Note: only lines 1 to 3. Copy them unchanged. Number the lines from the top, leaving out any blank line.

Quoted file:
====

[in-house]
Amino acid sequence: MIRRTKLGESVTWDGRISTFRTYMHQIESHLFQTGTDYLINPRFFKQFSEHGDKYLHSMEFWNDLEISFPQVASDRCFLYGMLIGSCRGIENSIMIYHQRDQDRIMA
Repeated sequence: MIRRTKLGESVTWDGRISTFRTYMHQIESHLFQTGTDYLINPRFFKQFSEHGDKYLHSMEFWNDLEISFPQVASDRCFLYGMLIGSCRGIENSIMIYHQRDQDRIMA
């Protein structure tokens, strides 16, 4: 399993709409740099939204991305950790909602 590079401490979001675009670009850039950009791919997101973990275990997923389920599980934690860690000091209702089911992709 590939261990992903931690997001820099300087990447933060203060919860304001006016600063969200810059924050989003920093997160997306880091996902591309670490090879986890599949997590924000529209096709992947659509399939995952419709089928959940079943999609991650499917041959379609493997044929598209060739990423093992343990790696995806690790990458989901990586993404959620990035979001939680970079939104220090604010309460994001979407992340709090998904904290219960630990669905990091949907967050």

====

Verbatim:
[in-house]
Amino acid sequence: MIRRTKLGESVTWDGRISTFRTYMHQIESHLFQTGTDYLINPRFFKQFSEHGDKYLHSMEFWNDLEISFPQVASDRCFLYGMLIGSCRGIENSIMIYHQRDQDRIMA
Repeated sequence: MIRRTKLGESVTWDGRISTFRTYMHQIESHLFQTGTDYLINPRFFKQFSEHGDKYLHSMEFWNDLEISFPQVASDRCFLYGMLIGSCRGIENSIMIYHQRDQDRIMA